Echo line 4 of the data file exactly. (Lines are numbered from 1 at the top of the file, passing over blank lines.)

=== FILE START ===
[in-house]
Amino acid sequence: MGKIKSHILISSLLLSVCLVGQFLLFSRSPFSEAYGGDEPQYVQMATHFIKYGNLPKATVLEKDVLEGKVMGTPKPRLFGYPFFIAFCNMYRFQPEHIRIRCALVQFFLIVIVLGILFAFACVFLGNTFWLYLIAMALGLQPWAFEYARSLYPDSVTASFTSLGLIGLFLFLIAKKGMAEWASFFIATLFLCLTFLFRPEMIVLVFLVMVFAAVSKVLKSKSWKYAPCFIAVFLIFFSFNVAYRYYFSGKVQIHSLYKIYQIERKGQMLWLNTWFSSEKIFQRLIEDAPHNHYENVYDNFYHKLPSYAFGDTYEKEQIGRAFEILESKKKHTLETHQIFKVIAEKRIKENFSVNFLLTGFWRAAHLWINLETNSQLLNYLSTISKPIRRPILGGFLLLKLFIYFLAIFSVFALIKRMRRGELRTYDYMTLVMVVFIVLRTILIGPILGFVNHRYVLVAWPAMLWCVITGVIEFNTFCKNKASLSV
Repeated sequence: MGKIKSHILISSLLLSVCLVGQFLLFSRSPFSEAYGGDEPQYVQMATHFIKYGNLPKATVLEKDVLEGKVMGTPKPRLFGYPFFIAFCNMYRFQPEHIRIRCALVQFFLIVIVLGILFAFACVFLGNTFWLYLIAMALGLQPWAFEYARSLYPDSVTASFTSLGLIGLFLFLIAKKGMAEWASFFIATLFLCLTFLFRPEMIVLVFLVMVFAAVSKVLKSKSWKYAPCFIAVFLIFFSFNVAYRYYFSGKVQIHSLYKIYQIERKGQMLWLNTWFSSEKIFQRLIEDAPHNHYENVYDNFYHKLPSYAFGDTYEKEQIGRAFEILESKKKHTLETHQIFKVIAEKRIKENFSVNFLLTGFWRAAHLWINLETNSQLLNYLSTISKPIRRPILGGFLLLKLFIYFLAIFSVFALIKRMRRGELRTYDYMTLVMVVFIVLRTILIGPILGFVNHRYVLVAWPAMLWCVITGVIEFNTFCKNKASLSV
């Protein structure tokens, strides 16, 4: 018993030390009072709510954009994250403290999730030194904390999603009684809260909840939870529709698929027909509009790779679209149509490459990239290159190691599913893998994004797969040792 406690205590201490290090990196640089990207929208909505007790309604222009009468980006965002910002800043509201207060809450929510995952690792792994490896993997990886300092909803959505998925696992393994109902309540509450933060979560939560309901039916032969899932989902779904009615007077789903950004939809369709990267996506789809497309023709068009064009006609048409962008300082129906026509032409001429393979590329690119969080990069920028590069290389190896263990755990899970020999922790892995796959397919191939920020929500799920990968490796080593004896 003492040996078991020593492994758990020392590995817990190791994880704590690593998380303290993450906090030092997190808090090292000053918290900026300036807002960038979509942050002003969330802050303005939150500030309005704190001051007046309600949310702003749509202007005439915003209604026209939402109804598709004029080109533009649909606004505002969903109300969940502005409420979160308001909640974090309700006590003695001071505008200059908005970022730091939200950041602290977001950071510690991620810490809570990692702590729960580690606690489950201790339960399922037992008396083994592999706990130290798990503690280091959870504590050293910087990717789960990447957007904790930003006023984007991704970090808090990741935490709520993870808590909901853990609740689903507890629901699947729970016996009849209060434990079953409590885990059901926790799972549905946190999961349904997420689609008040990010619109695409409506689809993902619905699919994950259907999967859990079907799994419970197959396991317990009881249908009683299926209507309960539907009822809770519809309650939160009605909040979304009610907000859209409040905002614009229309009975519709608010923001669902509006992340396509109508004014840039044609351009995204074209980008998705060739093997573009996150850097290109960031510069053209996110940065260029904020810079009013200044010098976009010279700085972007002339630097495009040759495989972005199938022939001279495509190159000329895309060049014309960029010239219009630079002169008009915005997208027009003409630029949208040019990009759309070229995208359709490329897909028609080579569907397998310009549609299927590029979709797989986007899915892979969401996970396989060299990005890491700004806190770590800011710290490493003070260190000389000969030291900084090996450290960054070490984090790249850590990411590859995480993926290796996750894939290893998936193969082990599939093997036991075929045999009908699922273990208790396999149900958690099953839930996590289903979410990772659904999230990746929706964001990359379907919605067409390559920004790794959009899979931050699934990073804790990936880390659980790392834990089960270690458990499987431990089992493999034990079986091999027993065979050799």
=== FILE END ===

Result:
């Protein structure tokens, strides 16, 4: 018993030390009072709510954009994250403290999730030194904390999603009684809260909840939870529709698929027909509009790779679209149509490459990239290159190691599913893998994004797969040792 406690205590201490290090990196640089990207929208909505007790309604222009009468980006965002910002800043509201207060809450929510995952690792792994490896993997990886300092909803959505998925696992393994109902309540509450933060979560939560309901039916032969899932989902779904009615007077789903950004939809369709990267996506789809497309023709068009064009006609048409962008300082129906026509032409001429393979590329690119969080990069920028590069290389190896263990755990899970020999922790892995796959397919191939920020929500799920990968490796080593004896 003492040996078991020593492994758990020392590995817990190791994880704590690593998380303290993450906090030092997190808090090292000053918290900026300036807002960038979509942050002003969330802050303005939150500030309005704190001051007046309600949310702003749509202007005439915003209604026209939402109804598709004029080109533009649909606004505002969903109300969940502005409420979160308001909640974090309700006590003695001071505008200059908005970022730091939200950041602290977001950071510690991620810490809570990692702590729960580690606690489950201790339960399922037992008396083994592999706990130290798990503690280091959870504590050293910087990717789960990447957007904790930003006023984007991704970090808090990741935490709520993870808590909901853990609740689903507890629901699947729970016996009849209060434990079953409590885990059901926790799972549905946190999961349904997420689609008040990010619109695409409506689809993902619905699919994950259907999967859990079907799994419970197959396991317990009881249908009683299926209507309960539907009822809770519809309650939160009605909040979304009610907000859209409040905002614009229309009975519709608010923001669902509006992340396509109508004014840039044609351009995204074209980008998705060739093997573009996150850097290109960031510069053209996110940065260029904020810079009013200044010098976009010279700085972007002339630097495009040759495989972005199938022939001279495509190159000329895309060049014309960029010239219009630079002169008009915005997208027009003409630029949208040019990009759309070229995208359709490329897909028609080579569907397998310009549609299927590029979709797989986007899915892979969401996970396989060299990005890491700004806190770590800011710290490493003070260190000389000969030291900084090996450290960054070490984090790249850590990411590859995480993926290796996750894939290893998936193969082990599939093997036991075929045999009908699922273990208790396999149900958690099953839930996590289903979410990772659904999230990746929706964001990359379907919605067409390559920004790794959009899979931050699934990073804790990936880390659980790392834990089960270690458990499987431990089992493999034990079986091999027993065979050799």